Young voices, big ideas

Students join Reading Youth Council to make young voices heard.

With politics in the air more so than ever with a general election imminent, two students have decided to take their first steps into getting their voices heard and speaking up for their peers as members of Reading Youth Council.

Faris Kadib and Gray Jenkins, two Year 12 students, decided they wanted to make a difference in their community, and have committed to attending meetings every two weeks with fellow youngsters, aged between 11-18, from all parts of the Reading community.

The  pair attended their first meeting with the council in May, where they discussed the campaigns they were going to focus on in the coming months. Youth councils exist for younger members of society to have their ideas and advice heard among decision-makers such as government bodies, or companies and organisation.

Gray explained: “ We had around 20-30 ideas ranging from student environments, to reputation of youth, to things for kids to do.

Faris is already an active member of the school community – he’s the school’s CCF (Combined Cadets Force) and is Careers Ambassador, explained why he signed up to be on the council.

“I’m busy so I didn’t really need to take on any more stuff for now,” he said. “But… I’ve seen stuff that happens locally. There’s not much for young people do in Reading and some just go out and cause trouble. I don’t want people who might be disadvantaged having nothing better to do than go out and cause trouble – I’d like to make a difference.”

Gray continues: “Some of the things we talked about was setting up youth activities throughout the year that kids would actually want to go to, like a youth club. But the problem is budget, as always.”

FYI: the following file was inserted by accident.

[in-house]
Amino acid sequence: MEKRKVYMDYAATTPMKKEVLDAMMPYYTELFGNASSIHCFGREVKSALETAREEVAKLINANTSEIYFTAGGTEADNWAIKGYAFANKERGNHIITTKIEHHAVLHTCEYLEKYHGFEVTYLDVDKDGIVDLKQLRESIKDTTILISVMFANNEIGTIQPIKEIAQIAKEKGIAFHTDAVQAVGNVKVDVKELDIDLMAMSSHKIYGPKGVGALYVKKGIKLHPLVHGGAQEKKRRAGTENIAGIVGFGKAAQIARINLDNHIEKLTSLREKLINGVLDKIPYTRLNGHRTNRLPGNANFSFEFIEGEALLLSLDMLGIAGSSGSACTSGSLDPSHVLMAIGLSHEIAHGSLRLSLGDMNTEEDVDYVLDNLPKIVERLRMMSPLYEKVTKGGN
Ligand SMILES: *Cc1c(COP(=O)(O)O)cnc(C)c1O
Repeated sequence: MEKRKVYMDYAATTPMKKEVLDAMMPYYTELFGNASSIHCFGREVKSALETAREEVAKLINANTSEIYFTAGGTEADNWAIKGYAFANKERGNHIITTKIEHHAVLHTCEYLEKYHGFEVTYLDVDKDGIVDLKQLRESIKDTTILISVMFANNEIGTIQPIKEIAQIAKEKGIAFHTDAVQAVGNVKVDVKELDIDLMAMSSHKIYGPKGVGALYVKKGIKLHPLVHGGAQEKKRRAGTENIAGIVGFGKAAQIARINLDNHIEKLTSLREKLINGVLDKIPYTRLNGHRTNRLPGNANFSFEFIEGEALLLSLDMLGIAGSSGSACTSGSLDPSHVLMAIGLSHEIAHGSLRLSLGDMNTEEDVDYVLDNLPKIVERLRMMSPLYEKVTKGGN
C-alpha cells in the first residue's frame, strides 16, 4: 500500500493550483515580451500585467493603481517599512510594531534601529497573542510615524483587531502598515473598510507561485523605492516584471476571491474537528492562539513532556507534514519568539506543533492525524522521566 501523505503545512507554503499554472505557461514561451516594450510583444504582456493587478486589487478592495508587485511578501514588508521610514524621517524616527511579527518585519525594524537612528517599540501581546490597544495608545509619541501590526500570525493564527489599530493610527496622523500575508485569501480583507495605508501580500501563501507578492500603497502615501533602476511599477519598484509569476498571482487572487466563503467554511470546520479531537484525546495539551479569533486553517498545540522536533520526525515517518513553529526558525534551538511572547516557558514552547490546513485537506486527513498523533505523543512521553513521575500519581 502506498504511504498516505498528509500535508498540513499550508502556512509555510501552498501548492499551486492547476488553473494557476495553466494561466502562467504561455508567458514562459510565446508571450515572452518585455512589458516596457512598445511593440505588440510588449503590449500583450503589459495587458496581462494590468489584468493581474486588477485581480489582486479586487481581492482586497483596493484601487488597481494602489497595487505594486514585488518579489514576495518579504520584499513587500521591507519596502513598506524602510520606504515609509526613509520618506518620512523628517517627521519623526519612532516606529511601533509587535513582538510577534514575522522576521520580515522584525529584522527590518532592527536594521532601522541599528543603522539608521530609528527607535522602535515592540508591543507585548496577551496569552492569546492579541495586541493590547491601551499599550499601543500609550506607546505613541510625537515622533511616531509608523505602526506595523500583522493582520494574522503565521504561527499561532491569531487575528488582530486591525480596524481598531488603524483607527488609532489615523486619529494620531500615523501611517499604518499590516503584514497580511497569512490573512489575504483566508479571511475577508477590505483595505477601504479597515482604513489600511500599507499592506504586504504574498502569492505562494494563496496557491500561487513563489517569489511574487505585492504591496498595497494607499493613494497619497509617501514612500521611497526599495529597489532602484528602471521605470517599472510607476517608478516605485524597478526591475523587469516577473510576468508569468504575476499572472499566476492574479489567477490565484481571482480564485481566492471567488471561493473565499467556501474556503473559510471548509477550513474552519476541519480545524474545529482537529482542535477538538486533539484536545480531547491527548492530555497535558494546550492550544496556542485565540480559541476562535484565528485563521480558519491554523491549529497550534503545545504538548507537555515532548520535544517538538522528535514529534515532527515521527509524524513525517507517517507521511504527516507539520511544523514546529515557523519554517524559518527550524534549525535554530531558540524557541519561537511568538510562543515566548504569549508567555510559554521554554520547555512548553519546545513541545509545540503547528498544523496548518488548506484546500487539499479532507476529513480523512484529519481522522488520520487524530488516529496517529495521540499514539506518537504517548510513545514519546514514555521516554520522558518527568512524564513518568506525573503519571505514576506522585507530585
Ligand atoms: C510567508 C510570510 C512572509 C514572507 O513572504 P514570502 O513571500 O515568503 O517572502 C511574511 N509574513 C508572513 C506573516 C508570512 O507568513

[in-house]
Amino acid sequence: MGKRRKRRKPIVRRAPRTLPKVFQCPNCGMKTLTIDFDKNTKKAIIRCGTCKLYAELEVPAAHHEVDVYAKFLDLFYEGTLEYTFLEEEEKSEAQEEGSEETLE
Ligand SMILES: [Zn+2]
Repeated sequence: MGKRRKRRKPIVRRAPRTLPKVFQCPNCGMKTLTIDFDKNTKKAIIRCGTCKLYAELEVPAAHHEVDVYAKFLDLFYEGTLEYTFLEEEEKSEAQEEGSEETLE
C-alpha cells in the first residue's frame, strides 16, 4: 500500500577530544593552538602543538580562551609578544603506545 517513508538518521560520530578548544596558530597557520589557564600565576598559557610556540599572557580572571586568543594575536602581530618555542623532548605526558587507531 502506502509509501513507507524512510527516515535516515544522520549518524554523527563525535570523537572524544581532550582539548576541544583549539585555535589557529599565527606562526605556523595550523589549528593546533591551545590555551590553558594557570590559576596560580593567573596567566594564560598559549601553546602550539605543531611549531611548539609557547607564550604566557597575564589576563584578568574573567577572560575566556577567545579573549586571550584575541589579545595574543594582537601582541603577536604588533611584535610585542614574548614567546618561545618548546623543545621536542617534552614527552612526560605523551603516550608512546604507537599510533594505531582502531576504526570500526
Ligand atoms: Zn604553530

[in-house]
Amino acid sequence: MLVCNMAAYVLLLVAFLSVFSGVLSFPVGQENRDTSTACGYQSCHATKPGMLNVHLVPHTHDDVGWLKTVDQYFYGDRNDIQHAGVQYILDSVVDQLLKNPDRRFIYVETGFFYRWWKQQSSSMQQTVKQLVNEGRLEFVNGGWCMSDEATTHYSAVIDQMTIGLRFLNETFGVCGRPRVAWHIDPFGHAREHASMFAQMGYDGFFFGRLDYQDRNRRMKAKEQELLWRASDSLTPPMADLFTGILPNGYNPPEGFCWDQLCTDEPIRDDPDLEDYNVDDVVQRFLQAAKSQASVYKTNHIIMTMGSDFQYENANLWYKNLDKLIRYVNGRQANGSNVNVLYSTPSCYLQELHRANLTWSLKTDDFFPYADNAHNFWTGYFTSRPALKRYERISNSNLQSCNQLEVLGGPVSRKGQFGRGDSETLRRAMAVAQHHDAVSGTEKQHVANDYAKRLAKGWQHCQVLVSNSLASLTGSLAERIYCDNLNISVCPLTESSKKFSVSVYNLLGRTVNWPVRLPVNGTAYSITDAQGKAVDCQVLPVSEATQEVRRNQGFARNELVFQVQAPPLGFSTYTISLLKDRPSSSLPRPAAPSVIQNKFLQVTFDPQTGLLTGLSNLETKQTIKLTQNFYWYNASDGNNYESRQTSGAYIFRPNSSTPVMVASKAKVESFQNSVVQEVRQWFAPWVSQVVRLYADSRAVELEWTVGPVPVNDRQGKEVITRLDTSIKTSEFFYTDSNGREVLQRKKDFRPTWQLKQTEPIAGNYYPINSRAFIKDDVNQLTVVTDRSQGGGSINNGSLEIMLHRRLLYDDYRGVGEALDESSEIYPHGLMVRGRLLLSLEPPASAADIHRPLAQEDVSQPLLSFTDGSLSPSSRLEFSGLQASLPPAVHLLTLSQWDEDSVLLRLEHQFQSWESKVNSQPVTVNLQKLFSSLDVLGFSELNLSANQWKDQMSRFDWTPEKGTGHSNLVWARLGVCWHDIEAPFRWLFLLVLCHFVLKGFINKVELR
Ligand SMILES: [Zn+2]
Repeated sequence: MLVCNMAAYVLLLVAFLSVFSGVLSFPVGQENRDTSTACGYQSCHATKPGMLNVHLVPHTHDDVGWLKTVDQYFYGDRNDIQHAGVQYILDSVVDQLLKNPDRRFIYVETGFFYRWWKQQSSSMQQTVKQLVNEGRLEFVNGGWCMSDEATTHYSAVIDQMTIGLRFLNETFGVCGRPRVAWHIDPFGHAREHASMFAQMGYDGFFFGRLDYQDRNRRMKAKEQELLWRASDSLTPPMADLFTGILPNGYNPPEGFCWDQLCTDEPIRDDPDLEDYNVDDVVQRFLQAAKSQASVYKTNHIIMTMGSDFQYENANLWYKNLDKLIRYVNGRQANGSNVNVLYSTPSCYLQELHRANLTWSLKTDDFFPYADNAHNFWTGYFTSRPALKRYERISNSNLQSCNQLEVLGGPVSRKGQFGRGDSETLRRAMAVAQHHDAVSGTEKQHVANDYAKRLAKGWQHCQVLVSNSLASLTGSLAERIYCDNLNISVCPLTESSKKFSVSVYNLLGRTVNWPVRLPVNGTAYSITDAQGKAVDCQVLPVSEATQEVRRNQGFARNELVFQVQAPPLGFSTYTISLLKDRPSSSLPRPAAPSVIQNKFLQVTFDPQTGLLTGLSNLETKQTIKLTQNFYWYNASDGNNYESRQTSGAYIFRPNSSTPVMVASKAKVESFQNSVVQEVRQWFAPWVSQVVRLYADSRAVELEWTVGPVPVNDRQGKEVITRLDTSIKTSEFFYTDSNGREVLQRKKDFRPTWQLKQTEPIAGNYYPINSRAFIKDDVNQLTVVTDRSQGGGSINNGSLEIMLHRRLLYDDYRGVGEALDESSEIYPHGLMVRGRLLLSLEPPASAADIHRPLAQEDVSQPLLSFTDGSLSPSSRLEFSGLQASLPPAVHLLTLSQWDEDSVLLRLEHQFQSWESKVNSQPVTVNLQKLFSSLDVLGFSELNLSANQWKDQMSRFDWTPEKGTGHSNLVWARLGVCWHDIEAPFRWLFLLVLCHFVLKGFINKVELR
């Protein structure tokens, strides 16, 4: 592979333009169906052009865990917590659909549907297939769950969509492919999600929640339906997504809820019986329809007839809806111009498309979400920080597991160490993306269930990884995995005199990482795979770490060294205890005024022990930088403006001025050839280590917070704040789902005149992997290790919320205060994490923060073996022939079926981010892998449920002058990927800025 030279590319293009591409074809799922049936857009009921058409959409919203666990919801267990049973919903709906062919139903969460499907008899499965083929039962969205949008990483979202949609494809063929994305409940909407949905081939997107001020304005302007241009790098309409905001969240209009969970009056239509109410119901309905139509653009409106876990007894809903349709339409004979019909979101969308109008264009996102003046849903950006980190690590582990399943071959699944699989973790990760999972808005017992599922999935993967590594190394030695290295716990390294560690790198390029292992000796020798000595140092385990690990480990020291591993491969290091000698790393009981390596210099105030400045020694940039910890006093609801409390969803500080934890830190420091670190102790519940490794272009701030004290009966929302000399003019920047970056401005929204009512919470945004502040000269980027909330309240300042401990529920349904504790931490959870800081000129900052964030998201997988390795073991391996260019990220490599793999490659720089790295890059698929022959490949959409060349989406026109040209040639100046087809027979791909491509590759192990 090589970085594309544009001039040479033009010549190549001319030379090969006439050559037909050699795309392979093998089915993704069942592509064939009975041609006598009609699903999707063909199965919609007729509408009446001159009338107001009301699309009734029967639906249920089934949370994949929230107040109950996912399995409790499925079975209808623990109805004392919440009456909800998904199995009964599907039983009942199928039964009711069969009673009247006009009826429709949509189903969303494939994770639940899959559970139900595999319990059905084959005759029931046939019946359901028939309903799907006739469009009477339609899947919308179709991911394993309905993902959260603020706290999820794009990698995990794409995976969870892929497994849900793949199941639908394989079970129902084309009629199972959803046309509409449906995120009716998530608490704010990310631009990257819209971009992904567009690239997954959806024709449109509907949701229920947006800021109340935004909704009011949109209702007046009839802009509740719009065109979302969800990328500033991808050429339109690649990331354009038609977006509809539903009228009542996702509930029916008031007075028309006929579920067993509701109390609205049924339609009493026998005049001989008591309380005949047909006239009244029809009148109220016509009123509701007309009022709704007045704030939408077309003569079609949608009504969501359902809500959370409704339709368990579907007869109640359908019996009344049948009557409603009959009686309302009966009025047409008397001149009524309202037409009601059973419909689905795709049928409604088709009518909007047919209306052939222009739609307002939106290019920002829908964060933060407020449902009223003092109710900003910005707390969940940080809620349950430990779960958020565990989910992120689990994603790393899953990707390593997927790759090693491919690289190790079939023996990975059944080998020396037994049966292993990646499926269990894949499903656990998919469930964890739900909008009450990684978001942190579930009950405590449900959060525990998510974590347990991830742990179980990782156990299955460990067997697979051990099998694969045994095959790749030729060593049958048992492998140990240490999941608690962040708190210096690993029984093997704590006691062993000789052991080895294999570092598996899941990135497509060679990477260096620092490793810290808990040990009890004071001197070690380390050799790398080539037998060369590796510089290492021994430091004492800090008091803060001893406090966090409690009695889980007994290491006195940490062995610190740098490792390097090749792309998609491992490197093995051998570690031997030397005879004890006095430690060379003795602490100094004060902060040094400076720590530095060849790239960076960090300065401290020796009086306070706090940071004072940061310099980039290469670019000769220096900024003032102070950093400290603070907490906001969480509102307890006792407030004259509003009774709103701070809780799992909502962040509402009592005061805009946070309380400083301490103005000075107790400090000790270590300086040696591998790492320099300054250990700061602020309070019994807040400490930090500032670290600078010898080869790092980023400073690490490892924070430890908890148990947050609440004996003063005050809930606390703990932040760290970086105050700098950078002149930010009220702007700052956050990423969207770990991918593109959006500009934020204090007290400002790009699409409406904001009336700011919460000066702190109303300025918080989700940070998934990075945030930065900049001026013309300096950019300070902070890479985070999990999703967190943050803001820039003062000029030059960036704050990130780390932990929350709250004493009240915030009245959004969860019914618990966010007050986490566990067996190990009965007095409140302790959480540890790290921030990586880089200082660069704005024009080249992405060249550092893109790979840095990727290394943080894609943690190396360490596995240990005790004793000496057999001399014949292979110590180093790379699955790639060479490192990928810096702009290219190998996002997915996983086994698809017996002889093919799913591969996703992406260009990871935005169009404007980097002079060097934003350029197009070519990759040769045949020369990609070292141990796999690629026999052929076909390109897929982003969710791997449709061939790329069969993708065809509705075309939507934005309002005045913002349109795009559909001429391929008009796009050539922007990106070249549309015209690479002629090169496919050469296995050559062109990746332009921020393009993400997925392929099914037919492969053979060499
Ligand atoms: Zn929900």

She experiences the prejudices young people face day to day and would like to help change that: “Anything we do we get in trouble for – even just standing on a street corner. In Bracknell, they’ve got this blaring high frequency alarm that only young people can hear to stop us ‘loitering’. It’s not a nice sound to be around. And it’s around a cinema, bowling arcade and restaurant – places that young people want to be around!

“It’s true there is a bad bunch of kids and obviously, you can’t stop that. But then the generalisation that one bad kid makes the whole group bad is wrong. So we’re trying to help with young people’s reputations by finding places for them to meet safely.

“We’re hoping to set up a couple of activities throughout the summer – we’re not quite sure yet what they’ll entail as we’ve only had one meeting.”

Another thing the youth council want to focus on is targeting decision-makers about extra support in schools for those with special needs.

“We’re thinking about going around our own schools and contacting other schools, surveying students to see how the help they’re getting can become better. I think it’s worthwhile. And it’s important I think for all areas of society have their voices heard.”

We look forward to hearing more about the youth council’s ideas. For those interested in finding out more, email or visit

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